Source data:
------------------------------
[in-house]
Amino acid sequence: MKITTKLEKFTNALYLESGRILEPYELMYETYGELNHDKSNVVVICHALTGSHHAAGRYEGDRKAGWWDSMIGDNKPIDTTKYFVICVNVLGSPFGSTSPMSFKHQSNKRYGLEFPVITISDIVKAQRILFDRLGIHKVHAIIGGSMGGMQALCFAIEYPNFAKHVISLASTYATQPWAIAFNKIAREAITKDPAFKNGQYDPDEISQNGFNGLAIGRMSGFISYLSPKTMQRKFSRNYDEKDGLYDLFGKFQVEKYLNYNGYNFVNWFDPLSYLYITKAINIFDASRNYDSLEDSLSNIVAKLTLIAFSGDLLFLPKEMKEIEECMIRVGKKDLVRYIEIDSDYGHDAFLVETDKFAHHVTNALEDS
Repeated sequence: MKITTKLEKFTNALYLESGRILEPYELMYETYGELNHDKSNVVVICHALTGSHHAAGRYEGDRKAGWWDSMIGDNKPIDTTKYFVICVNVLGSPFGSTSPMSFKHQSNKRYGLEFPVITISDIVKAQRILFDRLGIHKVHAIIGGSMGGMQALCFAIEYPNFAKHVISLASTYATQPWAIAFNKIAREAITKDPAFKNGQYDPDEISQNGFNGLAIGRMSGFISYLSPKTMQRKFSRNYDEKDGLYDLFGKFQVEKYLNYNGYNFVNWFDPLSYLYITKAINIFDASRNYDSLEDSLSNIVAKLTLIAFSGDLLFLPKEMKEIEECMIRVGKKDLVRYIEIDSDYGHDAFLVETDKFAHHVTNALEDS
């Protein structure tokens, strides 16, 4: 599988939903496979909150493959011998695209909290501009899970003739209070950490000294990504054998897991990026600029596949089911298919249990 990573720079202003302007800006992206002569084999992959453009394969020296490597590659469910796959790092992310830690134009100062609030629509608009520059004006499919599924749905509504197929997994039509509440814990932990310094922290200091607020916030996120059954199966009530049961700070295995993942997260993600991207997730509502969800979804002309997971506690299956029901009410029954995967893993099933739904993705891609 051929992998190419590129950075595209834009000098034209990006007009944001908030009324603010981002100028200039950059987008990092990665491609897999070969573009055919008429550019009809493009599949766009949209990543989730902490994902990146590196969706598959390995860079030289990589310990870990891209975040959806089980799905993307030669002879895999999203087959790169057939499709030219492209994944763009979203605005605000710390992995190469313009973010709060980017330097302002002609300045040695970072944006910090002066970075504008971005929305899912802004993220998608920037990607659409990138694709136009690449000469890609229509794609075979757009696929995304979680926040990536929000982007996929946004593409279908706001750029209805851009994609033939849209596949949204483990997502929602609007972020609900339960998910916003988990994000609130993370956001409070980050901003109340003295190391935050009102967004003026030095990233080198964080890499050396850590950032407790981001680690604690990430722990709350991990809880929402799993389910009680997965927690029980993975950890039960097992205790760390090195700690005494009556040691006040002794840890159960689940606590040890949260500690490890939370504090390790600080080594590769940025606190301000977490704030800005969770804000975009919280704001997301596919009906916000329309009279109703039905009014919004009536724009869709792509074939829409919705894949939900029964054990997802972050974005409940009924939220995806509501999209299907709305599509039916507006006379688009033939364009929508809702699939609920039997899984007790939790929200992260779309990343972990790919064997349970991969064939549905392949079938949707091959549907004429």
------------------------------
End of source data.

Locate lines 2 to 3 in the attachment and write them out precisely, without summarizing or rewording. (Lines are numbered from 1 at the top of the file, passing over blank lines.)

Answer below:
Amino acid sequence: MKITTKLEKFTNALYLESGRILEPYELMYETYGELNHDKSNVVVICHALTGSHHAAGRYEGDRKAGWWDSMIGDNKPIDTTKYFVICVNVLGSPFGSTSPMSFKHQSNKRYGLEFPVITISDIVKAQRILFDRLGIHKVHAIIGGSMGGMQALCFAIEYPNFAKHVISLASTYATQPWAIAFNKIAREAITKDPAFKNGQYDPDEISQNGFNGLAIGRMSGFISYLSPKTMQRKFSRNYDEKDGLYDLFGKFQVEKYLNYNGYNFVNWFDPLSYLYITKAINIFDASRNYDSLEDSLSNIVAKLTLIAFSGDLLFLPKEMKEIEECMIRVGKKDLVRYIEIDSDYGHDAFLVETDKFAHHVTNALEDS
Repeated sequence: MKITTKLEKFTNALYLESGRILEPYELMYETYGELNHDKSNVVVICHALTGSHHAAGRYEGDRKAGWWDSMIGDNKPIDTTKYFVICVNVLGSPFGSTSPMSFKHQSNKRYGLEFPVITISDIVKAQRILFDRLGIHKVHAIIGGSMGGMQALCFAIEYPNFAKHVISLASTYATQPWAIAFNKIAREAITKDPAFKNGQYDPDEISQNGFNGLAIGRMSGFISYLSPKTMQRKFSRNYDEKDGLYDLFGKFQVEKYLNYNGYNFVNWFDPLSYLYITKAINIFDASRNYDSLEDSLSNIVAKLTLIAFSGDLLFLPKEMKEIEECMIRVGKKDLVRYIEIDSDYGHDAFLVETDKFAHHVTNALEDS